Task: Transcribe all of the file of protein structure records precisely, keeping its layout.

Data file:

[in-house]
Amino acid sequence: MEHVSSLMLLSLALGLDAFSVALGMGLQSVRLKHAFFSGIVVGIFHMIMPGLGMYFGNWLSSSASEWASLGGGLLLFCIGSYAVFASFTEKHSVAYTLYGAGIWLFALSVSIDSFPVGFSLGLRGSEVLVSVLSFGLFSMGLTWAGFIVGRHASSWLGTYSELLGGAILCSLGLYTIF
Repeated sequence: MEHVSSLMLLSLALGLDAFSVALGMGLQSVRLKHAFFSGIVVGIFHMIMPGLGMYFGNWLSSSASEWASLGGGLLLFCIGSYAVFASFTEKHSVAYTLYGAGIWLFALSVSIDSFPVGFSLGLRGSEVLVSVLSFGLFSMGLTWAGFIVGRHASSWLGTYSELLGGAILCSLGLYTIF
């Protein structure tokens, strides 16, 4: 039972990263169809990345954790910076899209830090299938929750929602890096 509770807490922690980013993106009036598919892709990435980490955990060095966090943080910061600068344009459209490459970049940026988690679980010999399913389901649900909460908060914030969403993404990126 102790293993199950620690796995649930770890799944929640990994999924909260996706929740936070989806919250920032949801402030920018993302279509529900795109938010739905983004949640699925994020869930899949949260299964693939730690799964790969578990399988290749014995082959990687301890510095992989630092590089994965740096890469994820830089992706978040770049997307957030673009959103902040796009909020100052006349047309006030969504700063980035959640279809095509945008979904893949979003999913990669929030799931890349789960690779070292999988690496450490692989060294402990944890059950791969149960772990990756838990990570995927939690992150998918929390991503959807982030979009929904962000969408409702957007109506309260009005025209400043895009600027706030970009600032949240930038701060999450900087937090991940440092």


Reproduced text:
[in-house]
Amino acid sequence: MEHVSSLMLLSLALGLDAFSVALGMGLQSVRLKHAFFSGIVVGIFHMIMPGLGMYFGNWLSSSASEWASLGGGLLLFCIGSYAVFASFTEKHSVAYTLYGAGIWLFALSVSIDSFPVGFSLGLRGSEVLVSVLSFGLFSMGLTWAGFIVGRHASSWLGTYSELLGGAILCSLGLYTIF
Repeated sequence: MEHVSSLMLLSLALGLDAFSVALGMGLQSVRLKHAFFSGIVVGIFHMIMPGLGMYFGNWLSSSASEWASLGGGLLLFCIGSYAVFASFTEKHSVAYTLYGAGIWLFALSVSIDSFPVGFSLGLRGSEVLVSVLSFGLFSMGLTWAGFIVGRHASSWLGTYSELLGGAILCSLGLYTIF
């Protein structure tokens, strides 16, 4: 039972990263169809990345954790910076899209830090299938929750929602890096 509770807490922690980013993106009036598919892709990435980490955990060095966090943080910061600068344009459209490459970049940026988690679980010999399913389901649900909460908060914030969403993404990126 102790293993199950620690796995649930770890799944929640990994999924909260996706929740936070989806919250920032949801402030920018993302279509529900795109938010739905983004949640699925994020869930899949949260299964693939730690799964790969578990399988290749014995082959990687301890510095992989630092590089994965740096890469994820830089992706978040770049997307957030673009959103902040796009909020100052006349047309006030969504700063980035959640279809095509945008979904893949979003999913990669929030799931890349789960690779070292999988690496450490692989060294402990944890059950791969149960772990990756838990990570995927939690992150998918929390991503959807982030979009929904962000969408409702957007109506309260009005025209400043895009600027706030970009600032949240930038701060999450900087937090991940440092």